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vinu180 (Civil/Environmental) (OP)
11 Dec 07 14:10
I have been asked to do a concrete mix design review. I have received subimittals from the manufacturer and admixture data sheets. As a minimum, what should be specified in a mix design review?
civilperson (Structural)
11 Dec 07 15:04
A set of thirty samples and the corresponding breaks, (of that particular mix design)..
Helpful Member!(2)  henri2 (Materials)
11 Dec 07 17:08
IBC Table 1704.4 item 4 is a good starting point. Under the sub-heading Referenced Standard, you are referred to ACI 318 Chapter 4 and Sections 5.2 - 5.4.

Chapter 4 deals with durability considerations and Sections 5.2 - 5.4 deals with requirements for the mix (f'cr, workability mix design methodology etc).

If you have more stringent specifications, this must also be taken into account.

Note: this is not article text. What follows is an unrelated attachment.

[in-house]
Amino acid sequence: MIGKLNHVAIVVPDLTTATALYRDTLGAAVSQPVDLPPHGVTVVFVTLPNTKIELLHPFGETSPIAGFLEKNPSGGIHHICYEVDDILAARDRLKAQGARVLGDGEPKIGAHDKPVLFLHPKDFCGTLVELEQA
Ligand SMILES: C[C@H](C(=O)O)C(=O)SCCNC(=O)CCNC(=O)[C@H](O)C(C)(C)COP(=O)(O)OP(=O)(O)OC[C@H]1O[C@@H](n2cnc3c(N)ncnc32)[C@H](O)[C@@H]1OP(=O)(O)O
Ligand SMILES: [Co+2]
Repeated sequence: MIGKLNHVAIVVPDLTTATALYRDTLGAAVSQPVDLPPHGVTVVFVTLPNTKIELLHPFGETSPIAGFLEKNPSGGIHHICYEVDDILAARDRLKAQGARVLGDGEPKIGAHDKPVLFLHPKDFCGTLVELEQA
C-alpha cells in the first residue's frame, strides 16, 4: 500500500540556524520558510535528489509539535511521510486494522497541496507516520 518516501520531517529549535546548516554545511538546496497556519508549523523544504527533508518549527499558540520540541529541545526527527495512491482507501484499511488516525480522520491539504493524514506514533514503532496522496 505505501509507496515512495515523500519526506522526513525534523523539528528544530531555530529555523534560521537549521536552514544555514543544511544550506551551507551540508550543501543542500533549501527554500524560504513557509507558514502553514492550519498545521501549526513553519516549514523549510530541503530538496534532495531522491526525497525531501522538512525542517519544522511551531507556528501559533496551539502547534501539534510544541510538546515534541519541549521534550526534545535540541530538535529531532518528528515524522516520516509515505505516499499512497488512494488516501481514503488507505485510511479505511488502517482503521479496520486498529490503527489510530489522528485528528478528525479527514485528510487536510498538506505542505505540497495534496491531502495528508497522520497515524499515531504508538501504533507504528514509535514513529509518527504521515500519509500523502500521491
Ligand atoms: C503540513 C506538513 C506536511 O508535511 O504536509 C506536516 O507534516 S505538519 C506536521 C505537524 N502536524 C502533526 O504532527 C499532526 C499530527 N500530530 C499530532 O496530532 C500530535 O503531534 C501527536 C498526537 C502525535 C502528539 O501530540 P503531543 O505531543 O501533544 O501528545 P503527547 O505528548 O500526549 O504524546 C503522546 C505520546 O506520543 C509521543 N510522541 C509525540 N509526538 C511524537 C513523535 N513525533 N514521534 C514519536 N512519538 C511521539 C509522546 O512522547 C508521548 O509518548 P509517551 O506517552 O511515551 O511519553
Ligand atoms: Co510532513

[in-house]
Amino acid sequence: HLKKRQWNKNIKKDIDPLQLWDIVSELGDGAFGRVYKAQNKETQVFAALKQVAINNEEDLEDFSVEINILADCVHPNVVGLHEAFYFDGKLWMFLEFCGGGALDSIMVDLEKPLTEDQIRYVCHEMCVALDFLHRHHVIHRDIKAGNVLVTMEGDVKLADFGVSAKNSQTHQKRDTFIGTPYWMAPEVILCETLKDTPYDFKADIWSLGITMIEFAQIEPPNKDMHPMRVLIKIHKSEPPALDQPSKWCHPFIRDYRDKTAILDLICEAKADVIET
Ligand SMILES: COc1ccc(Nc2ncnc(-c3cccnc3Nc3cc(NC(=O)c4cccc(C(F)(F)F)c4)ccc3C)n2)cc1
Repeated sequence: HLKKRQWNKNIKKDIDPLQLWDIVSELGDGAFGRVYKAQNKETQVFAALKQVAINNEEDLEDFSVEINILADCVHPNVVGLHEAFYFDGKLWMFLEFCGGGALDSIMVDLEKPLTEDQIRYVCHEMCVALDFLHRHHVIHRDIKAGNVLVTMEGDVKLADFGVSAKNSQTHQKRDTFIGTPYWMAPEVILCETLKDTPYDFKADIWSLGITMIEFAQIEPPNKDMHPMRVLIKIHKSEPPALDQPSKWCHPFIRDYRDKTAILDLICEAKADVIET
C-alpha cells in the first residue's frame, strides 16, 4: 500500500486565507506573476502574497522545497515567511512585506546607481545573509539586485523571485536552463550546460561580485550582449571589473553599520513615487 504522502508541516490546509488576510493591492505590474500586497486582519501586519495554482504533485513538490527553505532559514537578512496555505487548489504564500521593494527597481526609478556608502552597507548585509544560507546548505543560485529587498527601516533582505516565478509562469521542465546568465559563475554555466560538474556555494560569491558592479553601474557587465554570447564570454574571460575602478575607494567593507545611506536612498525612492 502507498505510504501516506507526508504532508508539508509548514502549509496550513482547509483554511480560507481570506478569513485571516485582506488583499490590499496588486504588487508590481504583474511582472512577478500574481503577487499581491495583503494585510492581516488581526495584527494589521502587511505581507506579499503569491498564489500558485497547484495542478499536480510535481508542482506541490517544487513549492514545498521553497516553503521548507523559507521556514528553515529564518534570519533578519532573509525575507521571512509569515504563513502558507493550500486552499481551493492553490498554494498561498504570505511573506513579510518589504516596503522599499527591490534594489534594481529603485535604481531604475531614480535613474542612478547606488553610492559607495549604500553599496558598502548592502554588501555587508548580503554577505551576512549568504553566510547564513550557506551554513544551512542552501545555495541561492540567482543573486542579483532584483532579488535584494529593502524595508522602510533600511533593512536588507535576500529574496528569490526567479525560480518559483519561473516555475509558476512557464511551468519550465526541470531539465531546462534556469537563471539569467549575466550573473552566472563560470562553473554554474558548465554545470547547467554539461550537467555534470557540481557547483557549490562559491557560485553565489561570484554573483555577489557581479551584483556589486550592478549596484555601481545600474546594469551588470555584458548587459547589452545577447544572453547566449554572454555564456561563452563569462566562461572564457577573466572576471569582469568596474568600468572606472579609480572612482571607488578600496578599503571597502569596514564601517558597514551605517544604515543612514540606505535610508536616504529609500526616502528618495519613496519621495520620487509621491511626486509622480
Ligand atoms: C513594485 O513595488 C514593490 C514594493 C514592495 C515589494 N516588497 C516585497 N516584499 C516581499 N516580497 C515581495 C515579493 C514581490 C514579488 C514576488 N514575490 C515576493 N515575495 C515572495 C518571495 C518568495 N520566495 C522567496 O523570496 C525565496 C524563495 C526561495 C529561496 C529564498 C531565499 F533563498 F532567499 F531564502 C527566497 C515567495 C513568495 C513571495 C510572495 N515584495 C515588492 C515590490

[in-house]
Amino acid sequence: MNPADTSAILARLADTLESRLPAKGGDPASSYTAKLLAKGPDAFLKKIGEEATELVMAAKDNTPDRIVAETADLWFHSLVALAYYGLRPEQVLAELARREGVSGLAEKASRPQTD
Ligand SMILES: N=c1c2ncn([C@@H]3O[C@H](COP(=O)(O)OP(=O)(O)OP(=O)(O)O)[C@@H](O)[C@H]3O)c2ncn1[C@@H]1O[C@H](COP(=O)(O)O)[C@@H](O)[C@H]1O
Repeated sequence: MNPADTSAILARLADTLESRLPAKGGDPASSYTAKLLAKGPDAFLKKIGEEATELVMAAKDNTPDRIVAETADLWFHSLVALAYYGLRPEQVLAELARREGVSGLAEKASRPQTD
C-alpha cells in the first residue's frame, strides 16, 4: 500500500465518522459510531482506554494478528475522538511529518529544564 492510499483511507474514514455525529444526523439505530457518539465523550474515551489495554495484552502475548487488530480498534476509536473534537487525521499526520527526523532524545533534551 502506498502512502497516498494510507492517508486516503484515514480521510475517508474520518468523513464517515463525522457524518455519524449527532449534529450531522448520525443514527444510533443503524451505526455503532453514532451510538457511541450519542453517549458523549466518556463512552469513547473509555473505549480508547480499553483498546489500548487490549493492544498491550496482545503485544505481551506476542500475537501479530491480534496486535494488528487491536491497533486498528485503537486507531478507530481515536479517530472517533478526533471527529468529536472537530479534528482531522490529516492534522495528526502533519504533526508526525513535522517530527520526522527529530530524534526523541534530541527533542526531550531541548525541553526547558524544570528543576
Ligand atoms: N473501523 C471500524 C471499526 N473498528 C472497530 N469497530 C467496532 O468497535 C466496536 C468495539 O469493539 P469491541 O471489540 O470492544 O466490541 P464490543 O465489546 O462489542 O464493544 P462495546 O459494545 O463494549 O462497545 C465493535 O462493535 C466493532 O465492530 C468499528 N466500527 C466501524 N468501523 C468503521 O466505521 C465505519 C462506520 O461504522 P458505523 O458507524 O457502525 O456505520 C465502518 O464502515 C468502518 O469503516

In a nut shell I'd do the following:

1. Make sure the mix design has a designation

2. Job address should be shown

3. Name of concrete supplier and source of materials should be shown as a change in these variables can affect the quality of the mix.

4. The 1 cu.yd mix based on an SSD (saturated surface dry) basis must show weights of cement, aggregates, and water, including additive/admixture dosage rate or amount. SSD specific gravities of ingredients must also be shown. If you are doing this on behalf of a contractor also request evidence that the relative yield is greater than 1.

5. Method of mix design must be indicated and back up data requested. If the statistical approach based on field test results is not possible because enough data us unavailable, then request three point curve W/C ratio versus strength data based on trial mixtures as outlined in ACI 318 Sec 5.3.3.2. For the 3 point curve approach, the average compressive strength at 28 days or age specified must equal or exceed the f'cr value shown in Table 5.3.2.2. If neither the statistical method nor method based on trial mixtures is possible because of lack of data, then see if ACI 318 Sec 5.4 will work.